The National Oceanic and Atmospheric Administration (NOAA) today announced they have upgraded the Global Forecast System (GFS) computer weather forecast model. In a media announcement, NOAA said, “These advancements will improve hurricane genesis forecasting, modeling for snowfall location, heavy rainfall forecasts, and overall model performance.” The technical name for the new version of the GFS model is the GFSv16.
With the upgrades in place, the GFS resolution will increase by doubling the number of vertical levels from 64 to 127. Improvements to atmospheric physics will enhance snowfall and rain forecasting capabilities too. And for the first time, the GFS will be coupled with WaveWatchIII, a global wave model that’ll extend current wave forecasts from 10 days out to 16.
“This substantial upgrade to the GFS, along with ongoing upgrades to our supercomputing capacity, demonstrates our commitment to advancing weather forecasting to fulfill our mission of protecting life and property,” said Louis W. Uccellini, Ph.D., director, NOAA’s National Weather Service. “Today’s upgrade also establishes a strong foundation for further planned enhancements that will allow for the assimilation of even more data into the model.”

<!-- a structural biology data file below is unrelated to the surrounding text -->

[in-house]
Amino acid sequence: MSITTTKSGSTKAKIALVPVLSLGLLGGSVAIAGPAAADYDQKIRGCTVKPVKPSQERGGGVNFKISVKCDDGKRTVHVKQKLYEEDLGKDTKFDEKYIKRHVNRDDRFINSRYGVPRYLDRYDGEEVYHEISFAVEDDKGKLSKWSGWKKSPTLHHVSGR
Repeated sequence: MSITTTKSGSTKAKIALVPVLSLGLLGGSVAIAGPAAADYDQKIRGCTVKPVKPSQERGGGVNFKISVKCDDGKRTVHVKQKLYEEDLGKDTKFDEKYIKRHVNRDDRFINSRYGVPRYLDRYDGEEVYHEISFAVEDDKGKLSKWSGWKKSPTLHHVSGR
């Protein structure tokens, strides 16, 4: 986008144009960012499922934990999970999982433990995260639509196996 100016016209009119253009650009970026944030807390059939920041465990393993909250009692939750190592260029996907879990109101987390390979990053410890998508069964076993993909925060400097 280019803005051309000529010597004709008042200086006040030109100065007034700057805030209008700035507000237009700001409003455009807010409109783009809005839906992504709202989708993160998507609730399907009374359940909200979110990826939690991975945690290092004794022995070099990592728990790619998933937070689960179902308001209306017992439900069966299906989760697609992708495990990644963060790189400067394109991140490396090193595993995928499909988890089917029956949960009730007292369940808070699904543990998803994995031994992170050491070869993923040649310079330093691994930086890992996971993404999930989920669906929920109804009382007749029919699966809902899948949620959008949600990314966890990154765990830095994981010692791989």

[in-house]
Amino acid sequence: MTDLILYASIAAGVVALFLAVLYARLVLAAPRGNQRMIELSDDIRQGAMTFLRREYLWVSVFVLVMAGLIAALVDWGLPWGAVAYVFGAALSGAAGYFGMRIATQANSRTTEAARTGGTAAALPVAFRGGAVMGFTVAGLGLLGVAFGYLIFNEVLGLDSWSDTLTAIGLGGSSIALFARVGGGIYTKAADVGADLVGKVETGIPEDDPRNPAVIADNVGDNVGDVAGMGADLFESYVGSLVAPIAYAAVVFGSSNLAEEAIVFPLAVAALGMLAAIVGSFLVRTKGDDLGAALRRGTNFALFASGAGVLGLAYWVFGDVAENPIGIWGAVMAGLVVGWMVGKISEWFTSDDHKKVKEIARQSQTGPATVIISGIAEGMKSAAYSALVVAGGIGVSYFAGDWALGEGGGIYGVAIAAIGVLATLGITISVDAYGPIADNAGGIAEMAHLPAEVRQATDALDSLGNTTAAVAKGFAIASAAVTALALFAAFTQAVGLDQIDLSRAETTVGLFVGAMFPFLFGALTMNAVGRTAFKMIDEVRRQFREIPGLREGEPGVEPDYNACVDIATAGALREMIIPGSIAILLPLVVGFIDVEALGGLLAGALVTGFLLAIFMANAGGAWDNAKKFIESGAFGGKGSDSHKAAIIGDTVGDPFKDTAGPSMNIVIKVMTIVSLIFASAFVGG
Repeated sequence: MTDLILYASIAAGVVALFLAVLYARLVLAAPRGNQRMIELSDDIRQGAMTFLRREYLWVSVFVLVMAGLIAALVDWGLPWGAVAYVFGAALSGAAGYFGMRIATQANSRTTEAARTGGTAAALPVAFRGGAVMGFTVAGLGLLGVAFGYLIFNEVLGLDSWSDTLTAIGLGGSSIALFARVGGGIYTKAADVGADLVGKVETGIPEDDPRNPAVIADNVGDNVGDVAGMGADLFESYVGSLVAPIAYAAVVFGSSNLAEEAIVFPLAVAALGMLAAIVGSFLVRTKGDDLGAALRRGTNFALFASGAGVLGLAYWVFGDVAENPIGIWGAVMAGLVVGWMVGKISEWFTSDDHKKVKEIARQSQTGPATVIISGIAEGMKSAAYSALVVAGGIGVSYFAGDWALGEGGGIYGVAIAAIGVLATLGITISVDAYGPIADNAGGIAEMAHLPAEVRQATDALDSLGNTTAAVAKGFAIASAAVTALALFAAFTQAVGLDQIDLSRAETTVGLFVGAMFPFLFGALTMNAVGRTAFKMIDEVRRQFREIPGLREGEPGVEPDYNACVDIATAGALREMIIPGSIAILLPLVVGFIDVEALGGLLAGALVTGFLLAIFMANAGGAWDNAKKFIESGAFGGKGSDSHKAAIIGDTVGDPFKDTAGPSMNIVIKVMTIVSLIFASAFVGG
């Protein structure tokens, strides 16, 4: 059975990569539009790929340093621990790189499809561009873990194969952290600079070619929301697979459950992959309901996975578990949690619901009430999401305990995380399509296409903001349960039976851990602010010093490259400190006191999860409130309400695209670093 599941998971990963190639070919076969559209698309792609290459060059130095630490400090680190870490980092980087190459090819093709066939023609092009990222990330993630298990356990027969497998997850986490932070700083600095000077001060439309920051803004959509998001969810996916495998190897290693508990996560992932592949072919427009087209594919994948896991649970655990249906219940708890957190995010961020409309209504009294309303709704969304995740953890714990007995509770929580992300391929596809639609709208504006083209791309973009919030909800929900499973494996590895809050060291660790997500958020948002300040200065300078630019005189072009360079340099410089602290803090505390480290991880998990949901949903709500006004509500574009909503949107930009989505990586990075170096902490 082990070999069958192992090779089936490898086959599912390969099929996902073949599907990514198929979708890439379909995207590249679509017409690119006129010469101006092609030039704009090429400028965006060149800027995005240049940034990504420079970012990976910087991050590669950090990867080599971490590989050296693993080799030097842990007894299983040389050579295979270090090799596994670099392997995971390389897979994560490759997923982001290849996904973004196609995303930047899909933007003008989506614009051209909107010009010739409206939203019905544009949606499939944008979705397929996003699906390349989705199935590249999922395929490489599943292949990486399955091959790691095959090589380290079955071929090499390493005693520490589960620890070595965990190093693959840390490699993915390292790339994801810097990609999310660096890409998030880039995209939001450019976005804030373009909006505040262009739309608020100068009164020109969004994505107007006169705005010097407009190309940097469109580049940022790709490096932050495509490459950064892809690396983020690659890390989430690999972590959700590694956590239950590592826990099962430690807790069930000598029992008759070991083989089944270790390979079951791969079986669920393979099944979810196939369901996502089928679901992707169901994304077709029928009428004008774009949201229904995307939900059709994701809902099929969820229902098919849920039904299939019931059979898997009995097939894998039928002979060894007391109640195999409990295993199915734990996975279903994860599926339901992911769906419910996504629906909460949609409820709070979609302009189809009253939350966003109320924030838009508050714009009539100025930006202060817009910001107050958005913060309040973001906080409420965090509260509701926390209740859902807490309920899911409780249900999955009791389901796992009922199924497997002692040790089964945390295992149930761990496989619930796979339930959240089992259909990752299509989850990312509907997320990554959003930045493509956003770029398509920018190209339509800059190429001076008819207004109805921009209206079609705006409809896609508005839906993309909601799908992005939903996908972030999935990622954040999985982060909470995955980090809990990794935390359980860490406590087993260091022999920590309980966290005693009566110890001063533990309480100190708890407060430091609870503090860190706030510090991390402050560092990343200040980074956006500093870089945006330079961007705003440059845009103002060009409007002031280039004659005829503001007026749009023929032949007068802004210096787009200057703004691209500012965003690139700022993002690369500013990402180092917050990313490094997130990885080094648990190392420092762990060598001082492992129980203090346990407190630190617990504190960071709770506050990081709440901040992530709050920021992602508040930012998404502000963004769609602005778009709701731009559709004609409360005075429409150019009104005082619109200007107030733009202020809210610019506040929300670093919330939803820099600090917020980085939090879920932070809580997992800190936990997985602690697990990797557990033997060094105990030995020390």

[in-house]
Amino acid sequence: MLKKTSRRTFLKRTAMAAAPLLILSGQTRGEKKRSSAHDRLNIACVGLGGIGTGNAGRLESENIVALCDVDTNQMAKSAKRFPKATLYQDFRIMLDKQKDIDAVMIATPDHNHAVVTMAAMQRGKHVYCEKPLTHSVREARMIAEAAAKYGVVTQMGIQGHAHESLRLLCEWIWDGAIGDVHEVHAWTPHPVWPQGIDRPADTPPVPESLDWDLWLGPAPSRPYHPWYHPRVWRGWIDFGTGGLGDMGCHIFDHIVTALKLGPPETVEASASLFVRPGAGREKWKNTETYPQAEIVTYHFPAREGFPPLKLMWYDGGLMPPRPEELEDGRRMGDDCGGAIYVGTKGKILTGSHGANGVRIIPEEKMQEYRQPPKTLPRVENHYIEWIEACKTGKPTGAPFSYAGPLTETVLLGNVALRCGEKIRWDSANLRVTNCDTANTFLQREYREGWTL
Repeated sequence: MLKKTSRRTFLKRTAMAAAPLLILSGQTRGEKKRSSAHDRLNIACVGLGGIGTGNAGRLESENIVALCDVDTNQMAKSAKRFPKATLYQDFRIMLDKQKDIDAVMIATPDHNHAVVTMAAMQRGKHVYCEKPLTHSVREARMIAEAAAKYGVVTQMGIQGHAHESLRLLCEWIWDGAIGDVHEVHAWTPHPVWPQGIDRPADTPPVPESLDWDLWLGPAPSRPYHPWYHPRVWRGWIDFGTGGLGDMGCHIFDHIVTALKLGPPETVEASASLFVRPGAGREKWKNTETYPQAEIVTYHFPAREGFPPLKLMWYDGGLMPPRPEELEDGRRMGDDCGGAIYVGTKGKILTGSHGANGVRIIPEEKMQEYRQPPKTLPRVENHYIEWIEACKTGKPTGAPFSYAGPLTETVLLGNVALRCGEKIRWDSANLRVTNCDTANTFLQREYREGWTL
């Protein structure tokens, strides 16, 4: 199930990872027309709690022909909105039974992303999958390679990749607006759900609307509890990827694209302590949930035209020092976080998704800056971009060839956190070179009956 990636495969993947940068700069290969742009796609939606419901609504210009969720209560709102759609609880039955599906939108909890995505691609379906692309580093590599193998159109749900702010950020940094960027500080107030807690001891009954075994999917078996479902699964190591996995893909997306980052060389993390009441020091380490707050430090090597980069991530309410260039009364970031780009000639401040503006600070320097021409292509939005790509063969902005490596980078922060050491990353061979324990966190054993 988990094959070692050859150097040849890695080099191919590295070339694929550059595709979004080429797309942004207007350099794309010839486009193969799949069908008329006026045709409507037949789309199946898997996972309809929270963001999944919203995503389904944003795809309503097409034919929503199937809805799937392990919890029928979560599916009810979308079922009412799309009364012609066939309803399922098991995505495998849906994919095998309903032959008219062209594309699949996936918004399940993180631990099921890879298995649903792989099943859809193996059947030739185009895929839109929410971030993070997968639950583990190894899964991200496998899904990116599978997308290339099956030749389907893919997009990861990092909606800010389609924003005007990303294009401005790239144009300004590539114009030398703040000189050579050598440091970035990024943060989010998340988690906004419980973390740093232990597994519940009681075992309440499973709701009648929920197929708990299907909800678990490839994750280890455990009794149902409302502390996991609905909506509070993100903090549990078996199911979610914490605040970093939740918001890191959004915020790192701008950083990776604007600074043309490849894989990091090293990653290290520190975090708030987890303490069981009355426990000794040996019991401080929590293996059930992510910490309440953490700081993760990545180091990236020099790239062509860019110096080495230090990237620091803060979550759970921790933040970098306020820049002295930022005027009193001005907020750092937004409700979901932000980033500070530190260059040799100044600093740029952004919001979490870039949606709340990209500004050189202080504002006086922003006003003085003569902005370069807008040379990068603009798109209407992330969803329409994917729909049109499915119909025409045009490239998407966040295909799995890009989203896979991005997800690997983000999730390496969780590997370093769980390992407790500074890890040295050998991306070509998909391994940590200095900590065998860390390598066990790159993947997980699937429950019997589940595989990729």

To make sure this upgraded model is better than the last, NOAA’s Environmental Modeling Center (EMC) conducted retrospective and real-time testing in 2018, 2019, and even present. That analysis showed that the GFSv16 improved forecast skills in many areas, including snowfall forecasts, extreme rainfall events, and tropical cyclone formation.
Today’s announcement marks the first major upgrade to the Finite-Volume Cubed-Sphere (FV3) dynamical core-based GFS, which replaced the spectral dynamical core-based GFS in June 2019. The GFS with the FV3 dynamical core brings together the superior physics of the global atmosphere with day-to-day reliability and speed of operational numerical weather prediction.